Newspaper article The Canadian Press

Blue Jays Wrap Up Disappointing Season Filled with Peaks and Valleys

Newspaper article The Canadian Press

Blue Jays Wrap Up Disappointing Season Filled with Peaks and Valleys

Article excerpt

Blue Jays wrap up disappointing season

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TORONTO - Frustrating. Entertaining. Disappointing.

The Toronto Blue Jays wrapped up yet another roller-coaster season Sunday rife with emotion.

"We were an entertaining team," manager John Gibbons said before the season-ending 1-0 loss to Baltimore. "A frustrating team but very entertaining. I think we gave our fans some pretty good entertainment along the way. But in saying that too we're all disappointed."

Toronto finished the season at 83-79 record, falling into third in the American League East on the last day as the Yankees (84-78) moved ahead with a win. The Jays finished 13 game behind the Orioles.

The Jays were 38-24, six games atop the division, on June 6 -- fuelled in large part by a 21-9 May (a .700 record for the month).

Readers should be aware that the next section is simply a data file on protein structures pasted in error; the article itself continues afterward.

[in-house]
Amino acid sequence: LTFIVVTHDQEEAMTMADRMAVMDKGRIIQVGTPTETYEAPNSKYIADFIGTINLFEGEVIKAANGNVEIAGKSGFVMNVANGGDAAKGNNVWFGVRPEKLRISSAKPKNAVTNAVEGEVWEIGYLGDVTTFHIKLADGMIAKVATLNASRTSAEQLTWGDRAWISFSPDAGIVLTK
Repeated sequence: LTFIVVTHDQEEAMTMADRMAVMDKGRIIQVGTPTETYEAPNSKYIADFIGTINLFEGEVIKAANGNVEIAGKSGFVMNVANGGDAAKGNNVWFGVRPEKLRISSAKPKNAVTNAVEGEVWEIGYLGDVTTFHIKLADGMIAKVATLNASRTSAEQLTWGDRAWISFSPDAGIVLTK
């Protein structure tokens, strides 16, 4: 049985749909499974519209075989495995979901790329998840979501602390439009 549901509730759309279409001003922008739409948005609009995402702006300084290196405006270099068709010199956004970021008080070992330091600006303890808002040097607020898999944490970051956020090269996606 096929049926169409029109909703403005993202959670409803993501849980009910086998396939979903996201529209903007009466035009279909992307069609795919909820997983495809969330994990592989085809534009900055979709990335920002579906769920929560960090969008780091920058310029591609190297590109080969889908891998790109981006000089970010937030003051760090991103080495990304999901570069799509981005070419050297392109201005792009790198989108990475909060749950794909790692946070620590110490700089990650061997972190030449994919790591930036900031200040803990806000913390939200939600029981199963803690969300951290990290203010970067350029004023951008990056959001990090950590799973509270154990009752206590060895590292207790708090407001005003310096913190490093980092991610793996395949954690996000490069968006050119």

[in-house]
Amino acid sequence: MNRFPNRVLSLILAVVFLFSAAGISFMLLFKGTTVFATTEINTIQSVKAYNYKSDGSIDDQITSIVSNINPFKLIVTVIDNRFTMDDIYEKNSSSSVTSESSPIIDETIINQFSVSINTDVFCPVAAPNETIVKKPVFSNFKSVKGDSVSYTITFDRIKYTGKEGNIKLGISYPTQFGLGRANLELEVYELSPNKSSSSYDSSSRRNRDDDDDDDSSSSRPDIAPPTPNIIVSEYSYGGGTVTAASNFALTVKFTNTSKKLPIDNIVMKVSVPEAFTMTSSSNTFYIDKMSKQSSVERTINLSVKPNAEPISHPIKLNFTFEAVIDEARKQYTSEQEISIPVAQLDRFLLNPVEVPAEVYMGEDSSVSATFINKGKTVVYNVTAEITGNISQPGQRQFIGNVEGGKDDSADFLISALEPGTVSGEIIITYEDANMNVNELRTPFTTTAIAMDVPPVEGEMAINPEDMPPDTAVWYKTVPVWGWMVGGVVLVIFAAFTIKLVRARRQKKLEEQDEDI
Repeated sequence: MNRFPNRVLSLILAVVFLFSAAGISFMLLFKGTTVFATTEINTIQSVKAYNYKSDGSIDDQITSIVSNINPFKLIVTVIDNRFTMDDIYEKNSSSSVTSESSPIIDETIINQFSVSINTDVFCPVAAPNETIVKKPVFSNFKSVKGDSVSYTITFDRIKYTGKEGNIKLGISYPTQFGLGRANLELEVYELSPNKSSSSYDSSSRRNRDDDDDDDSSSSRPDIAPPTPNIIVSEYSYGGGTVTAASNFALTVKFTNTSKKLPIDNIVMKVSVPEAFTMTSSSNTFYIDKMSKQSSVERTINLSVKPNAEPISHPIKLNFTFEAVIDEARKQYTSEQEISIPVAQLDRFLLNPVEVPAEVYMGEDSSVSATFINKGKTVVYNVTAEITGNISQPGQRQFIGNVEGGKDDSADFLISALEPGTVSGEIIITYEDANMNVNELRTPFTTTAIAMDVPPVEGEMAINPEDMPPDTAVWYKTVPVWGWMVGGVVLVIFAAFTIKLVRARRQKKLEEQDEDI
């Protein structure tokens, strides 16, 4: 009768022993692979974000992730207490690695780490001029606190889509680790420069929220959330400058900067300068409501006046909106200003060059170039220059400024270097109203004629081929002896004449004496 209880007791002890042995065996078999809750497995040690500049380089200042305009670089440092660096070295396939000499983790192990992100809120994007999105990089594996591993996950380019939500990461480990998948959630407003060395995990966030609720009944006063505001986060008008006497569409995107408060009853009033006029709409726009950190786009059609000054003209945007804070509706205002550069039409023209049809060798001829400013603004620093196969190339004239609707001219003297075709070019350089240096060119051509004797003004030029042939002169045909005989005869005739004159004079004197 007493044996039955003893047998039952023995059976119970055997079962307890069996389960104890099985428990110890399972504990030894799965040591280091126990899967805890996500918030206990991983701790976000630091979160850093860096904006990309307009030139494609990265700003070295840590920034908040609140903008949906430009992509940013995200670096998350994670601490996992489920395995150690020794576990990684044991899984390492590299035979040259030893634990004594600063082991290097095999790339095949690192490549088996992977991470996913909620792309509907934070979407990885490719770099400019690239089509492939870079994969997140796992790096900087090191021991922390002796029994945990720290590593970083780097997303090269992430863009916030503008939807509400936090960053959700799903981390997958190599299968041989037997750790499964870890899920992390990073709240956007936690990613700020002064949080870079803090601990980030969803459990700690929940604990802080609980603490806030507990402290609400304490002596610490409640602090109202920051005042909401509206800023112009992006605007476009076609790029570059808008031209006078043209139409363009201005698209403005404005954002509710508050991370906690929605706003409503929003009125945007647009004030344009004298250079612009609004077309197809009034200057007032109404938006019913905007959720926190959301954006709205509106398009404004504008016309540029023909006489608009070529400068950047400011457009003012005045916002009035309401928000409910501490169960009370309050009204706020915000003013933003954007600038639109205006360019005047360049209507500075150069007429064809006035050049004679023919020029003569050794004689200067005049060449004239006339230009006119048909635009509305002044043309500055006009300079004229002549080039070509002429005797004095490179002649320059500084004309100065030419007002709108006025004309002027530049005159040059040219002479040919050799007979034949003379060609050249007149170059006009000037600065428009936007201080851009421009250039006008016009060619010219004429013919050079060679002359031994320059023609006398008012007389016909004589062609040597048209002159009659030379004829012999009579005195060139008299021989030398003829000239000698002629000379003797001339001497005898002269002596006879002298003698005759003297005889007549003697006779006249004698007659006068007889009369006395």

If May was the peak, August was the valley. The team slumped to a 9-17 record (.346) with Adam Lind, Edwin Encarnacion and Brett Lawrie missing chunks of action through injury.

Pitcher R.A. Dickey talked of the need for consistency.

"We need to figure out how we can consistently be better," he said. "How can we have the May that we did in multiple months and how do we eliminate the August that we had?"

General manager Alex Anthopoulos also said the team fell short.

"We didn't achieve our goals. That goes without saying," he said.

"It's more disheartening this season, I felt like we were close. Obviously we were there the bulk of the year," he added.

But he repeated his confidence in Gibbons, who has a rolling contract that kicks in every Jan. 1.

Anthopoulos said he was excited about the off-season, given the team has some roster flexibility in terms of options and expiring contracts.

But he said it was too early to talk about the 2015 payroll. It was reportedly around US$137 million this season.

The GM did repeat Toronto's stance that it won't offer contacts longer than five years. …

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